Mortgage rates are at record lows. Scarce inventory keeps the market robust. Affordability concerns, however, continue rising. But these low rates, growing savings accounts, and a stronger jobs market have put the dream of homeownership within the reach of a larger number of potential buyers. This is all good news, right? But what if the housing market were to crash? Is that a possibility?
The 2021 Housing Market
This year has marked a particularly strong housing market. In nearly every corner of the country, homes are in high demand. It’s a boon for homeowners selling, but worrisome for buyers as prices keep trending up. This upward trend isn’t new — home prices increase, on average, in the mid-single digits every year. What is new are the double-digit price increases reflecting the meeting of above-average demand and acute low supply. Prices have increased because there’s enough money to go around and mortgage rates are at all-time lows.
The Law of Supply and Demand
The economy appears to be rebounding, and millennials are approaching or already in their home-buying years. These are incredible drivers of the recent surge in prices. But housing supplies haven’t been this low since the ’70s. Millennial purchasers increased homebuilding prices, and investors snapping up deals are just some of the causes of the housing shortage. More and more companies are allowing traditional positions to be held from home. This, coupled with low mortgage rates, is fuel to the fire of demand — most critically in low-density neighborhoods. Single-family homes are the most in-demand because they offer larger living space, no wall-sharing with strangers, and a separate property or yard space. So, with current trends in real estate, such as home sales prices and rent increases, where will home price trends go from here? Let’s take a look at a few key takeaways from recent housing market insights.
Will There Be a Bubble?
There’s never been a time since records were kept that home prices have risen so quickly — not even during the boom that happened right before the crash of 2008. Bidding wars have never been this common, forcing many buyers to pay the total in cash, with some bids topping the asking price by $1 million. You wouldn’t be remiss in asking “does this mean we’re in another housing bubble?” Trends have built on the low-interest rates introduced during the COVID-19 pandemic. As people sought to move out of the city to more rural and suburban communities, they snatched up houses early as fast as they went to market. Economists and industry execs agree — a home value explosion of this magnitude isn’t sustainable. Home prices increasing 20% every year in perpetuity simply isn’t doable. But increasing home price trends today are not the same as the 2008 bubble. In 2008, housing inventory was plentiful, but no one had the funds to make large purchases. Today, inventory is massively short and builders are cautious about adding to the supply. Analysts suggest the housing market may self-correct thanks to these large price gains. June’s home sales data showed the weakest month since spring 2020 — the third month in a row of home sale decline. Home sales had been steadily declining from February 2021 through May 2021 but began inching a bit higher in June.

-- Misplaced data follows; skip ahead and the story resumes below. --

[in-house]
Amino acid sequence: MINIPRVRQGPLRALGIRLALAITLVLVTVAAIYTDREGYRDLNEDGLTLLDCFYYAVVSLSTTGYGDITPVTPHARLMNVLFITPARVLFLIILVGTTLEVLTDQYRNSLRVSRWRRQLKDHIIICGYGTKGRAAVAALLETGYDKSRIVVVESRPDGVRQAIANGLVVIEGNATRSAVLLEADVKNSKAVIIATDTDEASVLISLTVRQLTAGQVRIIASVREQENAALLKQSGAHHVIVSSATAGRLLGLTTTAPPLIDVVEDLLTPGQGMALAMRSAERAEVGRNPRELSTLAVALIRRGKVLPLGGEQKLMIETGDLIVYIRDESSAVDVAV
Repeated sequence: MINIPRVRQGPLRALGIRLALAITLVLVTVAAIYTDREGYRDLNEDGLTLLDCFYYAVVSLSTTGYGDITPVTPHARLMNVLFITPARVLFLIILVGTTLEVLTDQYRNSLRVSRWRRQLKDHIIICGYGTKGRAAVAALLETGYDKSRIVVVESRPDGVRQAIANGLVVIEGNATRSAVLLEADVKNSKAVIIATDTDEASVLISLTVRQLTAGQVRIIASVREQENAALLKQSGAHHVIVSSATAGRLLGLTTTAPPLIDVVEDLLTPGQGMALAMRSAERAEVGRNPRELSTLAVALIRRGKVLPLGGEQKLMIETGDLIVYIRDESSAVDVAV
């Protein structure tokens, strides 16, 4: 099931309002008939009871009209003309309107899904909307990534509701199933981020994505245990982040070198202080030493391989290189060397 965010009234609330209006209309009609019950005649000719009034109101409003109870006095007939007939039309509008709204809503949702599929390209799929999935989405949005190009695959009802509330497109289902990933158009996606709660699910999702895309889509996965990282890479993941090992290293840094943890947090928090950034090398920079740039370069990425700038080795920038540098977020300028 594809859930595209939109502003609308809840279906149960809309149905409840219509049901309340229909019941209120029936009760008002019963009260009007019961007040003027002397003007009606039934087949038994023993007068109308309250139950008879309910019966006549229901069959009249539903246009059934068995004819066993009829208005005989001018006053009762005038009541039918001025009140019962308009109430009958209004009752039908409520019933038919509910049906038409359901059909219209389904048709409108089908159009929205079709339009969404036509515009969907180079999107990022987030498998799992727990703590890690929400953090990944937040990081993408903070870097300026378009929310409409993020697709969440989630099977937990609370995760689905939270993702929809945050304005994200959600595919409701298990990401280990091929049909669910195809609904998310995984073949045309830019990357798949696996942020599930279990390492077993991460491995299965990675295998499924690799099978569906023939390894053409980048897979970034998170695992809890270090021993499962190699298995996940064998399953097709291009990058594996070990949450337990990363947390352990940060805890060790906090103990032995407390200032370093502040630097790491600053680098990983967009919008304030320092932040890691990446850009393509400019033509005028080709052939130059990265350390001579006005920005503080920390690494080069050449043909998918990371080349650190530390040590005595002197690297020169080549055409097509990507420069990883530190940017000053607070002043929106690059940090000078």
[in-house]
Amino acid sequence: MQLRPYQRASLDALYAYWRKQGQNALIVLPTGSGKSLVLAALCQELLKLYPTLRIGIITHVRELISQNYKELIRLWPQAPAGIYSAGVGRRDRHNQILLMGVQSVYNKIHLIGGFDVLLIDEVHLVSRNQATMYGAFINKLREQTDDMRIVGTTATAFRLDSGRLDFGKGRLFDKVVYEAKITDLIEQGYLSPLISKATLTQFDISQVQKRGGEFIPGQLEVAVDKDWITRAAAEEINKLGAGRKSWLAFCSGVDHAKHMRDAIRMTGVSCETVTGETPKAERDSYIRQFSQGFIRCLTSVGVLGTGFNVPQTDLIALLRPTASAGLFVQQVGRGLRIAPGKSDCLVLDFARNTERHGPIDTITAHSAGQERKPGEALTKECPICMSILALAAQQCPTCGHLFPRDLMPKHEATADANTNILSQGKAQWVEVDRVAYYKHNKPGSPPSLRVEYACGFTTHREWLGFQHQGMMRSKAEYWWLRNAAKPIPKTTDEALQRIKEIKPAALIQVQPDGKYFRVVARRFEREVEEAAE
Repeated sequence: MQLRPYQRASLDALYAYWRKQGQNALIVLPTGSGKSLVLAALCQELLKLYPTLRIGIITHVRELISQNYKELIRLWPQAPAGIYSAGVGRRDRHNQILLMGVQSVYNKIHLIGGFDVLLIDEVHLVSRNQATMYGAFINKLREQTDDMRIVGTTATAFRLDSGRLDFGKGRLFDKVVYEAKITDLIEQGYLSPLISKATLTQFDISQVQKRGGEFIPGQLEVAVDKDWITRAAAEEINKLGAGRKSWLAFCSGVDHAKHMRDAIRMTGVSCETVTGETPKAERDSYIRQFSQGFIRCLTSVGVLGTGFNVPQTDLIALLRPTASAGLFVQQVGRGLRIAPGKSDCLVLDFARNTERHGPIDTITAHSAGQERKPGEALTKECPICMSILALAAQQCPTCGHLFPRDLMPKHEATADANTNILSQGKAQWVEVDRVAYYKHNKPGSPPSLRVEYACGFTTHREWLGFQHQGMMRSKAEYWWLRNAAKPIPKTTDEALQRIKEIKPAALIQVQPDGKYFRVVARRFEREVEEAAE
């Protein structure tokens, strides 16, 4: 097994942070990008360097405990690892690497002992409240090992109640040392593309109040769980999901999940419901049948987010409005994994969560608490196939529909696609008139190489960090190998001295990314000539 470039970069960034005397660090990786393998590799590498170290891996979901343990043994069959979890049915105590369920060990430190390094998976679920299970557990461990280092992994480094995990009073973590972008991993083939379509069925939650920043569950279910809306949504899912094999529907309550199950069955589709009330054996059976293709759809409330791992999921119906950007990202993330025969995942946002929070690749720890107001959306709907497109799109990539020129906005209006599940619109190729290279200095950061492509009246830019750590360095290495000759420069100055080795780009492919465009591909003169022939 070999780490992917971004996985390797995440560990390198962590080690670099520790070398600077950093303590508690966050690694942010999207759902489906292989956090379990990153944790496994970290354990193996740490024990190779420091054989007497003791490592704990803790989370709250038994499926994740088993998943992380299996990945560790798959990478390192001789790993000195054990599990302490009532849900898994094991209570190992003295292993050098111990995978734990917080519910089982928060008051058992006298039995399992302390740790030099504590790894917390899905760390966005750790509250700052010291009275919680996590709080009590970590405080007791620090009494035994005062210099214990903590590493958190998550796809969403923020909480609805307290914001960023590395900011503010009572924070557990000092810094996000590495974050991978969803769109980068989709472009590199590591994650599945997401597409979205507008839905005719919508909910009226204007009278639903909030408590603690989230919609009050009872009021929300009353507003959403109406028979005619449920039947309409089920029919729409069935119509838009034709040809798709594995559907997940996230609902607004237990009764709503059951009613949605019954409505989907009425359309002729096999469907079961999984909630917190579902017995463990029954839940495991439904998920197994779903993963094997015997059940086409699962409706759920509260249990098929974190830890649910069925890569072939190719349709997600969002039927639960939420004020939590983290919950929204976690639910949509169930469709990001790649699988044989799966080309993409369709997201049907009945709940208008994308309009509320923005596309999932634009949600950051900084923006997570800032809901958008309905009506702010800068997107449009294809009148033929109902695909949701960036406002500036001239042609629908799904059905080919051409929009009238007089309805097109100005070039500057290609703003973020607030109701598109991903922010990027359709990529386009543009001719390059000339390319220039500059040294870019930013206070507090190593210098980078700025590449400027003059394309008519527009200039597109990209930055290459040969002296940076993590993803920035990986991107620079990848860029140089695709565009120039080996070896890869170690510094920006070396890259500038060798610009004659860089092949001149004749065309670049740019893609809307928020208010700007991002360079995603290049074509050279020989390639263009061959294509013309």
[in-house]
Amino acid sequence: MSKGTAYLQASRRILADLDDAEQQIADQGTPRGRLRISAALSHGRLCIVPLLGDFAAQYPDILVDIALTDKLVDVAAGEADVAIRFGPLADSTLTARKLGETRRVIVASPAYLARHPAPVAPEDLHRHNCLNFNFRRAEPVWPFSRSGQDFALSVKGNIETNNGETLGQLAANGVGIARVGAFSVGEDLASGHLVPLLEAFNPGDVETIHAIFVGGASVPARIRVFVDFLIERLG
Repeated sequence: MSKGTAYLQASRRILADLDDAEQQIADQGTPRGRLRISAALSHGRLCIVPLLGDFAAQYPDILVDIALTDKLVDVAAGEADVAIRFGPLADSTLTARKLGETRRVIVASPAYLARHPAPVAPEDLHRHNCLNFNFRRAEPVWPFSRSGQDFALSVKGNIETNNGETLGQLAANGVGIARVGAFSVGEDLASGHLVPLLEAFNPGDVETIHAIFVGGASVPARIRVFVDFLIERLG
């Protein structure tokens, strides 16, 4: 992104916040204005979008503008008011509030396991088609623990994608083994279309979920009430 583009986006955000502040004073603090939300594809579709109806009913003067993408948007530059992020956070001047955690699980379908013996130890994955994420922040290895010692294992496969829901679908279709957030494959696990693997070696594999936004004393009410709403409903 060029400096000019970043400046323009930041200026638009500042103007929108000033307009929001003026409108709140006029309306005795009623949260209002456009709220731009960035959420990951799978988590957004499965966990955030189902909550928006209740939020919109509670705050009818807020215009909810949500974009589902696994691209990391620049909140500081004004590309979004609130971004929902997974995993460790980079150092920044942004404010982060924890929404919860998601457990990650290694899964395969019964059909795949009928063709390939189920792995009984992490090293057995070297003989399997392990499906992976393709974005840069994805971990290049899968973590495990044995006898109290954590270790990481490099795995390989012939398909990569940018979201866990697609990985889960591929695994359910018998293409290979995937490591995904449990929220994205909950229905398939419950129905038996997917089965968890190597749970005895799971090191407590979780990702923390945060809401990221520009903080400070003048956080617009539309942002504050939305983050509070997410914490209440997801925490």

Preventing the Bubble Burst
While some buyers can afford to throw down a million dollars more than a seller is asking, most buyers are simply getting outbid. And rather than pay exorbitant prices, a lot of potential home buyers decided to just wait until the market returns to a semblance of normalcy and rent a home instead. This could actually be the blessing the market needs right now. As home inventories rise, it’ll lengthen the cycle and prevent the bubble burst.
Home Price Trends in 2021
Here’s a look at some of the trends in 2021:
Existing homes saw a decrease in sales of 2% in August 2021.
August brought home sale declines to all four of the major U.S. regions — month-over-month and year-over-year, which broke a streak of increases for the two months prior, according to NAR. This could indicate the frenzied buying of the past year is finally cooling off. Home sales by region for July:
- South – 43%
- Midwest – 23%
- West – 21%
- Northeast – 13%
Of the nation’s sales, the highest sales were between $250,000 and $500,000 and accounted for 43% of all August home sales. Homes in the price range of $100,000 to $250,000 were 25% of all home sales in August.
New build sales are down 24.3% in the U.S.
Because price increases for brand new homes were in the double digits, they became out of reach for most buyers. But builders can’t design and build homes any cheaper due to the rising costs of building materials. If prices on raw materials come down in the foreseeable future, builders may recommit.ProspectNow provides reliable data that’s been helping real estate agents, brokers, and investors since 2008. The data you can get from ProspectNow is a lot more expensive on other competing platforms. By using ProspectNow, you will get more leads, close more deals, and make more money. ProspectNow is a vital tool for your business success in real estate or real estate marketing. Additionally, ProspectNow is trustworthy and easy to do business with, and a provider of reliable data.